Dallas — Dallas/Fort Worth is blessed with many talented playwrights, people like Vicki Caroline Cheatwood and Lee Trull and former residents Tom Sime and Matt Lyle. But their work has yet to see the inside of our larger theaters.
Why is this?
I understand that theaters take a chance on new plays—so why not take that gamble on new plays by local playwrights? I don't expect these companies to produce new plays written exclusively by local playwrights, but when season after season continues to exclude local playwrights from the mix, you can't help but think something unsavory is going down.
I have a great deal of respect for Dallas’ major theater companies and they do terrific work, but their track record with local writers—the occasional staged reading notwithstanding—leaves a lot to be desired.
The fault does not entirely lie with the Dallas Theater Center or Kitchen Dog Theater or the other major organizations. The American theater has delegated the task of identifying and developing "important" new playwrights to a select group of developmental programs and MFA playwriting programs. Regional theater literary offices are therefore left with very little of the truly difficult and dirty work of developing new writers for the stage. This current system makes no room for the local playwright.
I found an interesting online interview with Polly Carl, an expert in new play development. Ms. Carl, currently the Producing Artistic Director of The Playwrights’ Center in Minneapolis and soon to be Director of New Play Development at Chicago’s Steppenwolf Theatre Company, explains how narrow the career path for playwrights has become in the last ten years. She says (somewhere around 7:25) that unless aspiring playwrights have an MFA from such schools as Yale, Brown, UT-Austin, UC-San Diego, University of Iowa or few others, they’ll have a difficult time getting a foot in the door.
Why have we allowed a small group of programs the power to determine the validity of a writer’s talent? Certainly it creates a mutually beneficial arrangement for the two groups’ involved—professional theaters and the MFA programs. The regional theater is spared the expense and responsibility of creating solid artist development programs. They simply wait for a fresh crop of playwrights to graduate. The MFA Playwriting Programs continue to enjoy a steady increase in applications, as more aspiring writers get the not-too-subtle message that it’s pay to play.
This is a call for Dallas’ larger theaters to explore more inclusive ways of creating new work and developing new writers for the stage. This is an opportunity for Dallas to honor and reclaim the legacy of Margo Jones. She is one of the true pioneers of American theater. The regional theater movement started right here, because of her. I think that Dallas often forgets that important piece of history. What's worse, we’ve let the rest of the country forget it, too.
It’s time to lead and not follow.
Sure, theaters can continue to read, develop and produce work by writers already in the national pipeline. But theaters should also create programming to identify and develop local talent as well. Perhaps consider co-productions or partnerships with smaller companies that support local writers. Create a reading series devoted to the work of Dallas/Fort Worth writers. I can imagine that the process might be somewhat difficult at first, especially given that it’s without the buffer provided by literary agents or professional recommendations. But that’s a reality of forging relationships with local writers—it’s more personal and one-on-one.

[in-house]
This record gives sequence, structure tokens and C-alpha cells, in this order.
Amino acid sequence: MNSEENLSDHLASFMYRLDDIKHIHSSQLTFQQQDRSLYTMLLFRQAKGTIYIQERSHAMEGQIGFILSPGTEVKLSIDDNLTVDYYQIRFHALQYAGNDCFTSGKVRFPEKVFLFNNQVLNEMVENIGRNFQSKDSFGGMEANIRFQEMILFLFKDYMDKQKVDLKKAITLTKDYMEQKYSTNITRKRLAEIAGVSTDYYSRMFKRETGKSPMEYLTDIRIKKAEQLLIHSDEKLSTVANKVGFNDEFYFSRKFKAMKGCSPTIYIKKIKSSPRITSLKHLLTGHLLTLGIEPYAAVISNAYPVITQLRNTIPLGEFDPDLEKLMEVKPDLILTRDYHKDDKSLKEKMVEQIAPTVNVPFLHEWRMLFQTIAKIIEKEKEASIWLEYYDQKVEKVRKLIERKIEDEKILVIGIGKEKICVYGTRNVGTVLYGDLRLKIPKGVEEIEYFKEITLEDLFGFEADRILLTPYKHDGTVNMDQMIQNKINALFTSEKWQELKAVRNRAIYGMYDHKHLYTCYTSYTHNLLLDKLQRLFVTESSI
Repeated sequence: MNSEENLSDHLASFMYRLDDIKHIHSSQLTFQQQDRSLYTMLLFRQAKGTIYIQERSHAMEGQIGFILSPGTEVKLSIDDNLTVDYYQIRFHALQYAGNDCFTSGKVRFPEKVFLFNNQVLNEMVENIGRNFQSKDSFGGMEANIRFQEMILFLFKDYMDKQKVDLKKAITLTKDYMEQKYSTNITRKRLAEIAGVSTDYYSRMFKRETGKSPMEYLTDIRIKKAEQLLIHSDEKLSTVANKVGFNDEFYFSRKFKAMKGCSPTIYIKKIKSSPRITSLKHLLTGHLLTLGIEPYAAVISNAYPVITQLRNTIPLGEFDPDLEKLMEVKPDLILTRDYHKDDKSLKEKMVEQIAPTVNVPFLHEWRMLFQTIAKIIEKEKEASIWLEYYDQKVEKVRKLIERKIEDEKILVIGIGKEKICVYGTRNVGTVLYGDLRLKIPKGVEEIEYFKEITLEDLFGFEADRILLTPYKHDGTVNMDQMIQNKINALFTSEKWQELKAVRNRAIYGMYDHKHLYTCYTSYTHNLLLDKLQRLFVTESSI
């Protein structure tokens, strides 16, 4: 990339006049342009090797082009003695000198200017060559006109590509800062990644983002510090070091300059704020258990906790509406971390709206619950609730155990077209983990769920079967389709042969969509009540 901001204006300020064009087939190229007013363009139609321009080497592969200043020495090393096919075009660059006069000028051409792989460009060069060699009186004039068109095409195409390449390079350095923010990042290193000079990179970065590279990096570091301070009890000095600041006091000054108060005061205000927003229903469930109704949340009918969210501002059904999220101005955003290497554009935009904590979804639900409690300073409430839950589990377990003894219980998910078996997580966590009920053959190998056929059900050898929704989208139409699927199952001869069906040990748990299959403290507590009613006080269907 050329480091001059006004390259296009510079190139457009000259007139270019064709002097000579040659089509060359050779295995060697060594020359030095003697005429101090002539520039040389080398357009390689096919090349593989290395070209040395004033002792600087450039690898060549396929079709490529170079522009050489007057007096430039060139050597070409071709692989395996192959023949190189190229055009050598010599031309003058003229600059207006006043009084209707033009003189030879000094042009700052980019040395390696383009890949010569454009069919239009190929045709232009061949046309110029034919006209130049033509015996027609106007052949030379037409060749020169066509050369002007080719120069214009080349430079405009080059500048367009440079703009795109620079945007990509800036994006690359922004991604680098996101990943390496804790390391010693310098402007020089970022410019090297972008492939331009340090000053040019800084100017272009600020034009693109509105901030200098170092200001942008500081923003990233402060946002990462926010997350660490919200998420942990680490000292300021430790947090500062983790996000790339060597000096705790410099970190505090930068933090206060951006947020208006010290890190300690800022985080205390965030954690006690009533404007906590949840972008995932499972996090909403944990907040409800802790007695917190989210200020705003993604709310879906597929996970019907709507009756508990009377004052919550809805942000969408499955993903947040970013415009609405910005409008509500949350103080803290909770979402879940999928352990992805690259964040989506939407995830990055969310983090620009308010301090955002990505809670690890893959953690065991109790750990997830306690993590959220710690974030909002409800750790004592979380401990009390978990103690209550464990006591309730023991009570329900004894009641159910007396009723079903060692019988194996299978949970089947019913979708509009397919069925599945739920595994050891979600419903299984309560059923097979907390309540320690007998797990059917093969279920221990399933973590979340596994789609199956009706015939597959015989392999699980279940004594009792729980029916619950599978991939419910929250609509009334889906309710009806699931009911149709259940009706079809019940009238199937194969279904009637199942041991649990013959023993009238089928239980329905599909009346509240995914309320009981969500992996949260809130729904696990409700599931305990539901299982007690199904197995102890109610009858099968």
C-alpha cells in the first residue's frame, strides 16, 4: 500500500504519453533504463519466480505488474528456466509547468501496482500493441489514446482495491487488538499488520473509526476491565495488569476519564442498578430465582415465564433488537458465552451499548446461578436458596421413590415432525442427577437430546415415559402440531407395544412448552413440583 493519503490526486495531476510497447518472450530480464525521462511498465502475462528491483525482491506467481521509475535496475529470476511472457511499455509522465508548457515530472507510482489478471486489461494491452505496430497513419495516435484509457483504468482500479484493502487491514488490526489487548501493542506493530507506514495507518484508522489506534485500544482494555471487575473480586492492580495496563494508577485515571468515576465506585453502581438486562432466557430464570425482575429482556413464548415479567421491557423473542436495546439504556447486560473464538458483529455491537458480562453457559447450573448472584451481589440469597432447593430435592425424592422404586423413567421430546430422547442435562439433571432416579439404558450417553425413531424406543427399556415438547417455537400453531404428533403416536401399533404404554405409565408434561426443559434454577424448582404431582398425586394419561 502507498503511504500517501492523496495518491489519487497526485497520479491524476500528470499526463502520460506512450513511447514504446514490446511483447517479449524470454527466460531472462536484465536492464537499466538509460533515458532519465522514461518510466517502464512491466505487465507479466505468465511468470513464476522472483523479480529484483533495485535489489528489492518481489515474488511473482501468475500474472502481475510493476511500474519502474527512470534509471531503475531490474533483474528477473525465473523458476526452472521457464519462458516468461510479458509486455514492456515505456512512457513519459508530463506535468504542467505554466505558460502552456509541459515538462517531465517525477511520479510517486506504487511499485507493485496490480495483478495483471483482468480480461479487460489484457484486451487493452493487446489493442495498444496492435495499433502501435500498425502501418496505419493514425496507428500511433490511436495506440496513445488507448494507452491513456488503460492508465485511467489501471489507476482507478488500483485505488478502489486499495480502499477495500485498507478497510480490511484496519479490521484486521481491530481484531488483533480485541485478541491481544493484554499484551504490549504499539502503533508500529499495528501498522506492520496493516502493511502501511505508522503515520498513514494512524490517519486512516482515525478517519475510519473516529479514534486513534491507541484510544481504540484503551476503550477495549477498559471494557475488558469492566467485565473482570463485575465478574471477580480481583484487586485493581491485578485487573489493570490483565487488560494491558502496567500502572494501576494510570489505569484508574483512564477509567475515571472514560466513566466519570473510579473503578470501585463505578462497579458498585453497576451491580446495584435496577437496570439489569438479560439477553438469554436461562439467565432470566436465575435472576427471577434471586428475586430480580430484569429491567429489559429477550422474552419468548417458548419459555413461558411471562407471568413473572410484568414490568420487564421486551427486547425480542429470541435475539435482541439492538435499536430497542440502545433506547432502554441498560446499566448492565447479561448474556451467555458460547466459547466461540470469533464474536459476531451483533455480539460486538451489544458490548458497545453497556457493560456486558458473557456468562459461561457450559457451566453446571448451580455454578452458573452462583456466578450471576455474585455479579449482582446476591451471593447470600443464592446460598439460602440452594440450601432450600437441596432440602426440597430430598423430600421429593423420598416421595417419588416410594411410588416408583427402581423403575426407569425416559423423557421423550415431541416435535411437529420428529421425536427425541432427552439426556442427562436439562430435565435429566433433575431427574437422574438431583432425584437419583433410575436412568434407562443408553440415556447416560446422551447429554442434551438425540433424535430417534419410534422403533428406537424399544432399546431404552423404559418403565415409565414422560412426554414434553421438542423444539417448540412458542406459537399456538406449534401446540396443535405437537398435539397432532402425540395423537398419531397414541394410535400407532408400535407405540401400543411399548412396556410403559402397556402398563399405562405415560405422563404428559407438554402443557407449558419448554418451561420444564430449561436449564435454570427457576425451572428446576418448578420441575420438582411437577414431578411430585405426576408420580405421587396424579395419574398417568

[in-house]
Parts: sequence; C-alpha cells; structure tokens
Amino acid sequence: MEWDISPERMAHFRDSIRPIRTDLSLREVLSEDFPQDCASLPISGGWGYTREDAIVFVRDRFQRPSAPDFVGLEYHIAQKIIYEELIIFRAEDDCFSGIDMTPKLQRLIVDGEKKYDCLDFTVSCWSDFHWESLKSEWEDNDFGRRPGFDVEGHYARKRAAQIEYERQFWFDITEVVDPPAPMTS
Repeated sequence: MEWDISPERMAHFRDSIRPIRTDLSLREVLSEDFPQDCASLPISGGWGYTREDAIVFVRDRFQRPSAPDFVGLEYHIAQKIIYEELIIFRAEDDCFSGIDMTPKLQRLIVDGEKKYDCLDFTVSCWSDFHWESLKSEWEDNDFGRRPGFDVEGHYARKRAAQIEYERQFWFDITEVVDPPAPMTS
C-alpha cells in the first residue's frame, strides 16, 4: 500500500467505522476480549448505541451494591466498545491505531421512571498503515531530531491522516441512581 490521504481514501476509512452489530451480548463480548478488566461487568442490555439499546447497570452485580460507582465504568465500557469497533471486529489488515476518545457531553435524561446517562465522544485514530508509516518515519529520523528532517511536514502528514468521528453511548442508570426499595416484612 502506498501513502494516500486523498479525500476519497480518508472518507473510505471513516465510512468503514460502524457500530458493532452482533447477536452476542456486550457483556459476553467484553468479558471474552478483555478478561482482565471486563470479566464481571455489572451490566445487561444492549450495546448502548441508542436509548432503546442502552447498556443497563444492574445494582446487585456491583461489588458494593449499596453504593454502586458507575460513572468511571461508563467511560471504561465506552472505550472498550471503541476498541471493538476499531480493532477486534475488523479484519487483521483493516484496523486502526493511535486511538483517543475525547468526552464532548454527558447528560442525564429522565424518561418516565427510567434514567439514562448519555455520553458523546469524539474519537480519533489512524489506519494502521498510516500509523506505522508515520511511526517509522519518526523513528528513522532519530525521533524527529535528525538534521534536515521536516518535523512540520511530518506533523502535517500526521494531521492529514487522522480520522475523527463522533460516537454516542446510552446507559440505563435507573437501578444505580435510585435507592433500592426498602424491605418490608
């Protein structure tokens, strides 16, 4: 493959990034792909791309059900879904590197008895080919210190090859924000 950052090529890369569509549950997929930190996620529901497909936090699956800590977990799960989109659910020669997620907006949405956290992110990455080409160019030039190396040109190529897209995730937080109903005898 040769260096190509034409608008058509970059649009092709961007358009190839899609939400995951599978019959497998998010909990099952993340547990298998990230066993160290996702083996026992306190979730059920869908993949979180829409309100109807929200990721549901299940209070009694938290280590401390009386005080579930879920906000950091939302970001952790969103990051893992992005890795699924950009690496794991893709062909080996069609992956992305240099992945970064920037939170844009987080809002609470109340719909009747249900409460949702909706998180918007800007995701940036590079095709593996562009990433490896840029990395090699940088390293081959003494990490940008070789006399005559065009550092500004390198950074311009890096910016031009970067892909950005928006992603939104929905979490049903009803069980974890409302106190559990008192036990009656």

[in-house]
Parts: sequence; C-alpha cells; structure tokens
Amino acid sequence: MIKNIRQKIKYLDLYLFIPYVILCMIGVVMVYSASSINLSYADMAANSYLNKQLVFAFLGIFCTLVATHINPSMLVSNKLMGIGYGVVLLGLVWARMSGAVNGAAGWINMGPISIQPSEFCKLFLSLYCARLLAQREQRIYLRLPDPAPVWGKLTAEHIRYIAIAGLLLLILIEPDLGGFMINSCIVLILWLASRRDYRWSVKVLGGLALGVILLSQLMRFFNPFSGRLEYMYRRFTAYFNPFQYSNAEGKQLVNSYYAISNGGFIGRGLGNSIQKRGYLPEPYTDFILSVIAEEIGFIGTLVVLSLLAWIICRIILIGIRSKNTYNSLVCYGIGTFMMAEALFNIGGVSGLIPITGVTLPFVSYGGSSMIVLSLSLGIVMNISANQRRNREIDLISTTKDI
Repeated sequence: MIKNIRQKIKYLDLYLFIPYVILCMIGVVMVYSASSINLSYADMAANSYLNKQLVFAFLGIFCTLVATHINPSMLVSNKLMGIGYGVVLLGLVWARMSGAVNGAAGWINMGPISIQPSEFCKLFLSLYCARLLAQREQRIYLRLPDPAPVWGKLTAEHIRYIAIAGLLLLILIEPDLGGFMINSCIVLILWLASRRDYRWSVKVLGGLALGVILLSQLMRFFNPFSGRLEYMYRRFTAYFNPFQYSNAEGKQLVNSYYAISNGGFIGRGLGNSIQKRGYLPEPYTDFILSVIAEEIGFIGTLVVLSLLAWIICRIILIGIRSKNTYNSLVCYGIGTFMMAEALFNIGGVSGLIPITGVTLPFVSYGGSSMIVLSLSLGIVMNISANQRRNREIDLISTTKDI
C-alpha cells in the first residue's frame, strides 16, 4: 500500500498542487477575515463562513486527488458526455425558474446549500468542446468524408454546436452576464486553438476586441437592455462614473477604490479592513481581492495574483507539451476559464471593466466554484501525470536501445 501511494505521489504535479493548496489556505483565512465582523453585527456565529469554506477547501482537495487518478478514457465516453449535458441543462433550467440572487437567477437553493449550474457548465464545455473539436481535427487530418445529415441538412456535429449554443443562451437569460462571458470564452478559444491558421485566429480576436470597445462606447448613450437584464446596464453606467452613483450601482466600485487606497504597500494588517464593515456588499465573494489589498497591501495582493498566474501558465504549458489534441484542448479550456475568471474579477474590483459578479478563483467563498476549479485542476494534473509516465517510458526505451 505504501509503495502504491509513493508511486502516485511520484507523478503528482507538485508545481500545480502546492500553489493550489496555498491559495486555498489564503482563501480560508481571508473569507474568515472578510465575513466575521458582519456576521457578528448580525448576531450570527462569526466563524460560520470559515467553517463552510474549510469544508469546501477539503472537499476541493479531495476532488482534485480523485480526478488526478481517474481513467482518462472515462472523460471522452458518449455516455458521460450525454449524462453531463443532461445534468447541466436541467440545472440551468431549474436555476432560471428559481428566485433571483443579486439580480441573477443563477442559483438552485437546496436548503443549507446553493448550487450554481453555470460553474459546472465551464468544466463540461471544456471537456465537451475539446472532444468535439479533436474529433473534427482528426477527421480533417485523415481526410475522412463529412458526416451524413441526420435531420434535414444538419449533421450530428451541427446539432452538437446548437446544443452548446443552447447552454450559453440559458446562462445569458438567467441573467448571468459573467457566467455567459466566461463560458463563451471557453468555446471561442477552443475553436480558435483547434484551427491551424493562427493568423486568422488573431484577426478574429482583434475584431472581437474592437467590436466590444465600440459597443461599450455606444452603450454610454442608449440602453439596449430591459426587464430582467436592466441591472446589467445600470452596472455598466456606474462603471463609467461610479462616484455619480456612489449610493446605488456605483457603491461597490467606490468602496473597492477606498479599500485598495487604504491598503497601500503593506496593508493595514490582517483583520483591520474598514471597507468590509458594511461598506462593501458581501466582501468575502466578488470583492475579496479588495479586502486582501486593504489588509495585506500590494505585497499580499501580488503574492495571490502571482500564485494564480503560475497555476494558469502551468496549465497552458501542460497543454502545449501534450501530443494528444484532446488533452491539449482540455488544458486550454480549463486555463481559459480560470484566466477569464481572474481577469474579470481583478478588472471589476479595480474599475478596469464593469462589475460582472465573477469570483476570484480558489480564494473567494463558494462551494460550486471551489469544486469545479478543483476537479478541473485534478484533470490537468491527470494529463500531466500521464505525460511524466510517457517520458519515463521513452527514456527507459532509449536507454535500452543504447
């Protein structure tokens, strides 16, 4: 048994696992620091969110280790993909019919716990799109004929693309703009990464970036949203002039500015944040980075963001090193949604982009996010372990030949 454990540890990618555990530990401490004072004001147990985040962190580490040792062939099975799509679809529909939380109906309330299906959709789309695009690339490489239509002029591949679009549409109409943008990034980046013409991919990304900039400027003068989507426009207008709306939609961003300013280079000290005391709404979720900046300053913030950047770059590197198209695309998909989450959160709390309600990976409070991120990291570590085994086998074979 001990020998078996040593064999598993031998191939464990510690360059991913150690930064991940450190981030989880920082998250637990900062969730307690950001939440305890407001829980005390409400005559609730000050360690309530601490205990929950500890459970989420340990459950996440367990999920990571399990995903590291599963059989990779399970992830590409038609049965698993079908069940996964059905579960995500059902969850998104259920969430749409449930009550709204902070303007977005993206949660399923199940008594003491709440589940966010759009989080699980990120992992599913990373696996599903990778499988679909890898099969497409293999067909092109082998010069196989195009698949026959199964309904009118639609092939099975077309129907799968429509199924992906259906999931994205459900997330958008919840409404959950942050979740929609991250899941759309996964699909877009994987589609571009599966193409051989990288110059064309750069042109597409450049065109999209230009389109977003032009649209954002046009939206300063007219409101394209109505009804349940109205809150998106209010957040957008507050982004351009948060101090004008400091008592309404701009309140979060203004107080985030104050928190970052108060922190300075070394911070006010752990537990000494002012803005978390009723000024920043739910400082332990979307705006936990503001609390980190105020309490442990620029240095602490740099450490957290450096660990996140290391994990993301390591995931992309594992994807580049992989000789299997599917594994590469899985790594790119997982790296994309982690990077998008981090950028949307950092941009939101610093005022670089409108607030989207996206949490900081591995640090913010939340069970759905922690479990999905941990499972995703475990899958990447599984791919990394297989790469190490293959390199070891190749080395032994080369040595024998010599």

The polished MFA-approved playwrights that theaters ooh and aah over were at one time scruffy, not-so-polished young scribes with potential in need of sharpening. I don't believe someone wakes up one day and writes a great play in one draft. There's a process. Playwriting is rewriting. Playwrights need encouragement and a committed artistic home with the resources necessary to help take the play and its author to the next level. Local playwrights lack that opportunity.
As a young playwright, I would like to know that the same opportunities available to "nationally recognized" playwrights, offered in my hometown, might someday be available to me based upon my creative growth and ability. I would like to know that local programs are offered to give me incentive to keep working hard and maybe stay in Dallas a little bit longer. I would like to know that packing up and moving to NYC, Los Angeles or Chicago is just an option and not a career necessity.
At this point in the process, I am not looking for a spot in your season. I’m just looking for a place at the table.
I really believe regional theater audiences are hungry for work that is about them, for them and created by one of their own. Back in the early '70s, the Dallas Theater Center did just that when it produced A Texas Trilogy by company member Preston Jones. A Texas Trilogy gained national attention for Jones, DTC and Dallas. Most important is the special meaning that the trilogy holds for longtime Dallas theatergoers. There is a unique connection and feeling of ownership that audiences have for new work that is 100 percent homegrown.
I guess what I'm saying is: Screw the next Tony Kushner. What about the next Preston Jones?
Editor's Note, July 2019: The original photo of Norton that accompanied this column was lost in the system, and we've updated it with a more current one.